Carroll Ragan [W1901] is a name still familiar to some on campus – which is just as it should be…Ragan, along with Ted Robinson, wrote “Dear Old Wabash”, our fight song. Ragan was the music man and Robinson gave us the words that all freshmen are supposed to know by Homecoming. There are those who could tell you that Ragan also wrote the Alma Mater. The picture above is from the Viewbook of 1898. Ragan is on the front row, 3rd from the right, in this photograph of the Mandolin and Glee Club. Ragan left Wabash prior to finishing his degree which was a decision that he later regretted. But he always kept dear old Wabash close to his heart.
From information in the historic New York Times, we learn that his musical career did not end with his stay at Wabash. When WWI came along Ragan composed the “Wabash War Song.” In the early 1920’s he was writing both words and music for musical comedies. An article from April of 1925 reported on the performance of the Wall Street Follies, an amateur theatrical troupe, of a piece called “Done in Oil.” Ragan wrote both the book and the music. The play was very well received before a hospital benefit crowd of 2,000 in the Waldorf Astoria Ballroom.
The next year’s activities are described by Ragan in a letter to his nephew, Carroll Eben Black. Writing to his namesake, who was a student at Wabash in January of 1926, Ragan said, “I am very busy now getting ready for the Wall Street Follies. I have written a good deal of the music and lyrics but am not doing any coaching this year. We play at the Manhattan Opera House January 29 and will possibly take the show to Philadelphia later.”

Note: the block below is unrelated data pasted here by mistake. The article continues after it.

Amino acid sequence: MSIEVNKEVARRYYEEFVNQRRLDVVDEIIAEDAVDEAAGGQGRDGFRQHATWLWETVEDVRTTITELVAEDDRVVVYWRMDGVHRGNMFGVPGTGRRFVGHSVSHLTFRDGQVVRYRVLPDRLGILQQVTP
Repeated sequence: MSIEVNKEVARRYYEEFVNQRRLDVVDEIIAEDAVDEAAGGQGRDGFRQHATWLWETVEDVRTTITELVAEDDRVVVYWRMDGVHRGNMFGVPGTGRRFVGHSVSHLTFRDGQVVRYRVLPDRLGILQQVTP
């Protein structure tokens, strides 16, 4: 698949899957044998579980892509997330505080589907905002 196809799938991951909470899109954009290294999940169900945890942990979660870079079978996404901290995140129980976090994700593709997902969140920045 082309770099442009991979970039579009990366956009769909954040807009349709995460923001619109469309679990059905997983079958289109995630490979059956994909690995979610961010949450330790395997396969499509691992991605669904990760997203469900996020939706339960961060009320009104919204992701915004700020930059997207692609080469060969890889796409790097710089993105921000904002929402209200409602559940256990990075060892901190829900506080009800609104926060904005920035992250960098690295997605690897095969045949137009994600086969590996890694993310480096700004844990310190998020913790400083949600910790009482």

Carroll Ragan was a creative young man – surely an advantage in his “day job” as an advertising executive. Following his employment in Illinois as the editor of a small town newspaper, Ragan headed to New York City. He secured a job as publicity man for the American Real Estate Corporation. In 1916 he moved to the United States Mortgage and Trust Company where he was publicity manager. A successful ad executive, Ragan often used his musical talents for the benefit of his clients.
One of the really nice aspects of this story is the connection to Wabash over the generations of the Ragan family. Carroll Ragan’s father was a Wabash man [Dr. Gillum Taylor Ragan W1860], as was his nephew Carroll Black [W1928] as was his great-nephew Carroll Ragan Black [W1966]. In fact until just last year Cal was a member of our Advancement team. For a great article about Cal and his family see http://www.wabash.edu/magazine/index.cfm?news_id=5318
So many families have this sort of connection with this place. There are many legacies in our history and there are even a few families whose connection stretches back to the very first class. New legacies are created every year as well. Each year, at commencement, Public Affairs takes photos of the legacies in the graduating class. To see the photos from the Class of 2009 click here http://www.wabash.edu/photo_album/home.cfm?photo_album_id=2003
It is a wonderful thing to see the traditions passed from father to son, down through the decades. Creating generation after generation of loyal sons for Dear Old Wabash, as the song suggests and just as Carroll Ragan was in his time, is worthy work that continues yet today.Beth Swift Archivist, Wabash College